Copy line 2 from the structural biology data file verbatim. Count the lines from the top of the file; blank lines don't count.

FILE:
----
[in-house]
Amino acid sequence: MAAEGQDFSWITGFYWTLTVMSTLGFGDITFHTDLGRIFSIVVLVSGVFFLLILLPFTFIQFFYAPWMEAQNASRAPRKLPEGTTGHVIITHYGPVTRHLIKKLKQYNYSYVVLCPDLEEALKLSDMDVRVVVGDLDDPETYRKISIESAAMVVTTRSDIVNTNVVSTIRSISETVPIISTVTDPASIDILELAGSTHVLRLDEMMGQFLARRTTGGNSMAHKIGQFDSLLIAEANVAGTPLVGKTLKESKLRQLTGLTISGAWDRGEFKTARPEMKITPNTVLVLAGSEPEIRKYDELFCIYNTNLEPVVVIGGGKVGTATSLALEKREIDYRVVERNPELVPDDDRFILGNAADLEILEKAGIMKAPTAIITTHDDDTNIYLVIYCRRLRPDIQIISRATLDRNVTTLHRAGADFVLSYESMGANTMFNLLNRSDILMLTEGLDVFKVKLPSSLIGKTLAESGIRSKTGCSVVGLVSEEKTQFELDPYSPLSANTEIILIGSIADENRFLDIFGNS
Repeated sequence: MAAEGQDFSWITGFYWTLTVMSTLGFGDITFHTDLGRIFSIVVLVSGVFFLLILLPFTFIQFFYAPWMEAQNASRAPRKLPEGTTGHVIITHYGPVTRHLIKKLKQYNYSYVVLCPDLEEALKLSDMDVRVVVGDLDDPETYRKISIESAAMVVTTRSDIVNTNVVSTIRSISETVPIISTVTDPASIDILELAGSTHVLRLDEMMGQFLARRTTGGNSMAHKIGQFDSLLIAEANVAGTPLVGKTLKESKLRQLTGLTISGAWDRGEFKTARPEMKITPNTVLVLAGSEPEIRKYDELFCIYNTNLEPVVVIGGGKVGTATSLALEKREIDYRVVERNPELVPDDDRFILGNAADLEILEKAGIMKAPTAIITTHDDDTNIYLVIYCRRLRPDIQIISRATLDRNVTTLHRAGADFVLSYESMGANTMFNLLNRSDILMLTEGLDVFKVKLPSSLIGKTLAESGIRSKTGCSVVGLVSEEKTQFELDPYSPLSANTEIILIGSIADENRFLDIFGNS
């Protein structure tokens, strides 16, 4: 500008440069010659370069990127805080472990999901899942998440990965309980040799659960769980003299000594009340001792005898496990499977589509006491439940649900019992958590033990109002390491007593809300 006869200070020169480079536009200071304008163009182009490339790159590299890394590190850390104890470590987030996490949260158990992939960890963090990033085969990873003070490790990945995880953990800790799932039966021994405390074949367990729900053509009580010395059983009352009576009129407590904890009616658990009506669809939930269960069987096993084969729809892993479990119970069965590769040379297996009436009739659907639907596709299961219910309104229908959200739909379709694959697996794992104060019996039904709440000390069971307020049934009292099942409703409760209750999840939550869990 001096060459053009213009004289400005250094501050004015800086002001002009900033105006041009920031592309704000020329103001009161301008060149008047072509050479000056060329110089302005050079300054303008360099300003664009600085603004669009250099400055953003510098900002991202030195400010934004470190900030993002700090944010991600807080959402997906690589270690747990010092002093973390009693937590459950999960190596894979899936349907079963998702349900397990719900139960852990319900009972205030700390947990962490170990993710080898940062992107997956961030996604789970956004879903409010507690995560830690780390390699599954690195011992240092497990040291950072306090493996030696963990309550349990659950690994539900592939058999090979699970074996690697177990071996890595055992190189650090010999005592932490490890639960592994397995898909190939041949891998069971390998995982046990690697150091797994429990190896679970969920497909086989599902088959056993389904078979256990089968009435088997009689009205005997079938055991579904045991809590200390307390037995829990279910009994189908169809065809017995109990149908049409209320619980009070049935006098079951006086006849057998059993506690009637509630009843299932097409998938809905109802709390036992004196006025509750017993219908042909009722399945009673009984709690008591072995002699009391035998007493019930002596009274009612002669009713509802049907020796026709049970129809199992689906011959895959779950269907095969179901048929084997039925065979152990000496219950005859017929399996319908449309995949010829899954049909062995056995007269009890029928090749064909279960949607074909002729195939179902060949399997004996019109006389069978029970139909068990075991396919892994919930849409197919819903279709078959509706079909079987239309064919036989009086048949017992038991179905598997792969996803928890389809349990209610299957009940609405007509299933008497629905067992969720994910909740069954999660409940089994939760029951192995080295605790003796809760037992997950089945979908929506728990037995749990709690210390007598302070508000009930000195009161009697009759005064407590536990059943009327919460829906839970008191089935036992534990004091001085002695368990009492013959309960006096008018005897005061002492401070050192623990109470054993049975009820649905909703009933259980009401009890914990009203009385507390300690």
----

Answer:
Amino acid sequence: MAAEGQDFSWITGFYWTLTVMSTLGFGDITFHTDLGRIFSIVVLVSGVFFLLILLPFTFIQFFYAPWMEAQNASRAPRKLPEGTTGHVIITHYGPVTRHLIKKLKQYNYSYVVLCPDLEEALKLSDMDVRVVVGDLDDPETYRKISIESAAMVVTTRSDIVNTNVVSTIRSISETVPIISTVTDPASIDILELAGSTHVLRLDEMMGQFLARRTTGGNSMAHKIGQFDSLLIAEANVAGTPLVGKTLKESKLRQLTGLTISGAWDRGEFKTARPEMKITPNTVLVLAGSEPEIRKYDELFCIYNTNLEPVVVIGGGKVGTATSLALEKREIDYRVVERNPELVPDDDRFILGNAADLEILEKAGIMKAPTAIITTHDDDTNIYLVIYCRRLRPDIQIISRATLDRNVTTLHRAGADFVLSYESMGANTMFNLLNRSDILMLTEGLDVFKVKLPSSLIGKTLAESGIRSKTGCSVVGLVSEEKTQFELDPYSPLSANTEIILIGSIADENRFLDIFGNS